Horror, Cult Movies, Exploitation Cinema, 70s Schlock, and more! Let’s look at something cool!
“Life’s a bitch, and then you don’t die.”
Genre: Alt-Future Horror Noir
Year Released: 2009
Pedigree: Ozploitation, Creature effects by WETA Workshop;
Where I Watched: Peacock (free)
Synopsis: It’s 2019, ten years after the outbreak of a virus that caused vampirism to rage through the human (and simian) population. Now, vampires have taken over, “living” much the same way that humans do. Except for the whole blood thing and immortality, that is. Human blood is starting to dwindle, thanks to nobody really thinking about how to sustain their population, so? The vampire’s routine, human-like way of life may be coming to an end. Blood substitutes don’t seem to work, but could there be a cure for vampirism itself? Only Willem Dafoe knows for sure…
Fabulous or Frustrating?: I’ve been meaning to get around to this one for a while now. So thanks Peacock! Daybreakers is art house horror for everyone to enjoy. Vamps as metaphors for real life issues of disaparity have been done before, but this time it’s a nice blend of indie and slam-bang action.
Okay, so the first scene after the credits started me off with a chuckle; leading vamp Edward drives in to work, and we first “see” him via an Invisible Man-esque view from the driver’s side mirror of his car. But the pre-opening credits scene was heartbreaking; a “little girl” is sick of living her life as a child, never being able to grow up in her vampire form. So she heads outside and watches the sun rise…and burns to death. After those scenes, I figured Daybreakers would zigzag between playing it straight, and camp. And I was right.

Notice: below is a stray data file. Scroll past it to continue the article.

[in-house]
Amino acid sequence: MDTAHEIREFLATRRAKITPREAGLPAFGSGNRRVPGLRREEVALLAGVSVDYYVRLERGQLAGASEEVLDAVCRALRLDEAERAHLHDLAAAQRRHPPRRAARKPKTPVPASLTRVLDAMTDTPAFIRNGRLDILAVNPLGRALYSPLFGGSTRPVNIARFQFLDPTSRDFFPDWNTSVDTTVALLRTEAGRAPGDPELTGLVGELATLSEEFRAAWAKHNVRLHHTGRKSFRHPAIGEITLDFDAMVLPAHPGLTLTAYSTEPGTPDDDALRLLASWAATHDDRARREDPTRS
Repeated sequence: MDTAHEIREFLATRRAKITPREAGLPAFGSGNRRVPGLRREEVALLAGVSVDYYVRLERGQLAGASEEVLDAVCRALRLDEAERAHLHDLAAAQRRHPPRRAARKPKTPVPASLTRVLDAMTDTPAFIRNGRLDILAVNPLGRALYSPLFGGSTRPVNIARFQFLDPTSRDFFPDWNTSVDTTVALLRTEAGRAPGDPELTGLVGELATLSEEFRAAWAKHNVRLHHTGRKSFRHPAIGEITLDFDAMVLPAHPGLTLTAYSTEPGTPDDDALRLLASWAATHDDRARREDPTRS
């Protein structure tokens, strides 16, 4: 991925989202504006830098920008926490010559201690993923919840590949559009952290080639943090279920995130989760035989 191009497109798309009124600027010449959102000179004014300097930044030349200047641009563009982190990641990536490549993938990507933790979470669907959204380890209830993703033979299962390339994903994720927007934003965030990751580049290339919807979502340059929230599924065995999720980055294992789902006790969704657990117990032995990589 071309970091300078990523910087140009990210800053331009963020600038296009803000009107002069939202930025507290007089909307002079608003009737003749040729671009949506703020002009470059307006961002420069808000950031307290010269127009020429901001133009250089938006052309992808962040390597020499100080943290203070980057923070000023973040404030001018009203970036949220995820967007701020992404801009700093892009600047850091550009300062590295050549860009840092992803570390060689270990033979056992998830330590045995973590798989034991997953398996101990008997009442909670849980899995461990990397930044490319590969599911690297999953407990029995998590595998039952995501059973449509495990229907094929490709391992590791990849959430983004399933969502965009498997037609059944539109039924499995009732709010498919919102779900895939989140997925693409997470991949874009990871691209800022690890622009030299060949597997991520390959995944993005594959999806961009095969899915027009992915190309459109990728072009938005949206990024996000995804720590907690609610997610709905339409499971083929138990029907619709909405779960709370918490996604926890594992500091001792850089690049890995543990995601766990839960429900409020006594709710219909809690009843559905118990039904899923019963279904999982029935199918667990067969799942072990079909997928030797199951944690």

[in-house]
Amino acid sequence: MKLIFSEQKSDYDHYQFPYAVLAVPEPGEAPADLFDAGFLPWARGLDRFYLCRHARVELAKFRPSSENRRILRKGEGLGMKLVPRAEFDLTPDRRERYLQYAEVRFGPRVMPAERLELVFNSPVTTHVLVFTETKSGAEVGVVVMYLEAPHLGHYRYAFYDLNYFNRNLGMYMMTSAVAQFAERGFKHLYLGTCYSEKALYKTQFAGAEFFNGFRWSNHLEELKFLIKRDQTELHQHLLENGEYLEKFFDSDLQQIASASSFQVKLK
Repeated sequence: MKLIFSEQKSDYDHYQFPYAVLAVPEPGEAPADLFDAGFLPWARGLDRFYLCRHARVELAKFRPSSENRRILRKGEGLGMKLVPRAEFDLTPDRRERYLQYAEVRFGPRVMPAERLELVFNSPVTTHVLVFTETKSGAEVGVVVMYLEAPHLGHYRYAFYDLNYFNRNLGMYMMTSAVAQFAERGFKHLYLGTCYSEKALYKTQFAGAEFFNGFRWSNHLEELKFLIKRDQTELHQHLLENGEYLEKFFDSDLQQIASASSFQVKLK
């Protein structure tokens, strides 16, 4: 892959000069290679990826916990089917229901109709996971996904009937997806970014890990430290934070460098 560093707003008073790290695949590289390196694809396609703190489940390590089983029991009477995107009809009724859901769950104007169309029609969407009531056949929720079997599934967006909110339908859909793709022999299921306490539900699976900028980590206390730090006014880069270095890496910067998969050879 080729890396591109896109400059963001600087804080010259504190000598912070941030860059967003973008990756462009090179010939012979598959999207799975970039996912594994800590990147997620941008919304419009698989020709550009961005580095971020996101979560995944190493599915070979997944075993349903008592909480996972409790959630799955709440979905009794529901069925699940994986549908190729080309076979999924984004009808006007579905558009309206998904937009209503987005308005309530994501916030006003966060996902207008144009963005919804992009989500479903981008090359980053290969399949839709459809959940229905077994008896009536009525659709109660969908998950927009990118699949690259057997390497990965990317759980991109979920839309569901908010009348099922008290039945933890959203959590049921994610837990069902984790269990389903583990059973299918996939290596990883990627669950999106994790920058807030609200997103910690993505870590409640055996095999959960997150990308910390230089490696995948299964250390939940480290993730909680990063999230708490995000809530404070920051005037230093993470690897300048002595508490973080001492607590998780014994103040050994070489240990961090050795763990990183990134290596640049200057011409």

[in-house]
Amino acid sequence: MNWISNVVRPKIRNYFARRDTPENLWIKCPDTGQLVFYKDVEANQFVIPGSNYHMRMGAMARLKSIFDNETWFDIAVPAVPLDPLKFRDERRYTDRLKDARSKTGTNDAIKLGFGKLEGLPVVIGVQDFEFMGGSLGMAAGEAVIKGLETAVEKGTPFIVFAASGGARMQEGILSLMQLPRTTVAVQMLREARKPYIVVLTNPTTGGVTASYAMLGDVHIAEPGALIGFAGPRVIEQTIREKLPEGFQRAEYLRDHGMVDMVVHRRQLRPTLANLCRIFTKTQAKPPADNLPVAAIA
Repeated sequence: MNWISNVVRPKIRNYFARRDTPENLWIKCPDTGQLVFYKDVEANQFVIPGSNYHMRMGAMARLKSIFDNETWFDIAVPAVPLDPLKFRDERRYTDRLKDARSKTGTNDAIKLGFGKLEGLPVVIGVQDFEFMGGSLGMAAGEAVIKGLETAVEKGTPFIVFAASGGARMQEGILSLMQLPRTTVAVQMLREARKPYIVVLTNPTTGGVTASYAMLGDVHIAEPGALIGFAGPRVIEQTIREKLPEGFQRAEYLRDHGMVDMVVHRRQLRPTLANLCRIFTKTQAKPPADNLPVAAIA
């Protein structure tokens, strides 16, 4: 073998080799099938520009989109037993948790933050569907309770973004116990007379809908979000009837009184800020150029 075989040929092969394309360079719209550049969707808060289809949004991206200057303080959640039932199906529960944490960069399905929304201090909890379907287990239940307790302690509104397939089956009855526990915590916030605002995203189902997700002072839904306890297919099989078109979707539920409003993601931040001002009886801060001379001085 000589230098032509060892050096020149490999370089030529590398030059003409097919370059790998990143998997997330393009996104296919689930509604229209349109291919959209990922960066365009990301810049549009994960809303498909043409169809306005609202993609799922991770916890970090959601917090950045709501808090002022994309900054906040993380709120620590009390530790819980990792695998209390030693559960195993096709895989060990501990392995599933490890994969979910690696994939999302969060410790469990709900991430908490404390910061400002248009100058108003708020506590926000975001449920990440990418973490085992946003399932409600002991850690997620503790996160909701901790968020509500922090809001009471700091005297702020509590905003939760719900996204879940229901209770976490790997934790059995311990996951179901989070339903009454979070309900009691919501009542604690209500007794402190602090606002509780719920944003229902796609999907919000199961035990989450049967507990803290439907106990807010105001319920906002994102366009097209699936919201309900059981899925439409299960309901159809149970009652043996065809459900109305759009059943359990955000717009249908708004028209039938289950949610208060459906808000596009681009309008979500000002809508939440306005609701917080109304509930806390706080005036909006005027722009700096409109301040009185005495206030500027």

As Edward, the mopey Louis-esque hero of our story, Ethan Hawke plays it absolutely straight. That lends a Noir-y vibe to the proceedings, thanks to the blues and greys of the vampire’s world. (Shout out to the excellent cinematography by Ben Nott!) Meanwhile, as cured vamp Elvis, Willem Dafoe knows he’s in a gussied-up B-movie, and delights in digging into the actiony fun. Elvis has Mustangs, Firebirds, and lots of boomsticks, and we get to see Dafoe play with ’em all. It’s glorious. The rest of the cast give performances I’d rate as excellent in any other B-movie genre flick, but beside the talents of Hawke and Dafoe? They’re all just trying to keep up. (With the exception of the always wonderful Sam Neill as Big Bad blood CEO Charles Bromley. He’s divinely campy.)
I really liked the “science” behind the vamps and Subsiders. And the link between vampirism and [civil responsibility/caring for your fellow man/homelessness/the environment] . Vamps don’t care until it actively affects them. Til that time, Subsiders are “disgusting’, and are looked at as a kind of personal weakness.” They’re in the suburbs now”. “Class 4 blood deprived citizens” Man, this dialogue hits a little too close to current events, amirite?
As the film passes the halfway point, the story goes from a neo-noir reference to our own greedy willingness to look away from the problems in our own society to an excess of shoot-em-ups and beatdowns. Intriguing characters are introduced, then dispatched almost immediately, and off-screen. Ideas are trotted out without much discussion. They’re just inserted into the story while it speeds toward its conclusion. I like action throwdowns as much as the next gal, but the way Daybreakers goes from intellectual to WOO DOGGIE!!!1!! feels inauthentic to the plot if you think about it for more than half a second. Mindless fun is fun, but I wanted to really dig into the film’s digs at corporate greed, human (er, vampire) responsibility, and so much more. And perhaps that’s the problem; there are so many themes and ideas in this film, it’d be impossible to dig into them all. So instead, they throw them out the window and go Smokey and the Bandit. It’s not bad, but it’s also not what the film’s beginning promised. So as the credits rolled, I wasn’t sad I wasted my time, but I wasn’t fully happy either.
Daybreakers has an ending prime for a sequel, but stands well as a firm end for viewers to create their own wrap-up. Hawke and writer Michael Sprireig were game for a part two, but that seems to have crumbled to vampire dust. Pity. Still, Daybreakers is an entertaining romp for horrorhounds who want some fun pseudo-science in their vampire stories. Don’t get too invested in the ideas it trots out, and you’ll be fine.
Freak-O-Meter: 3 out of 5 Freaks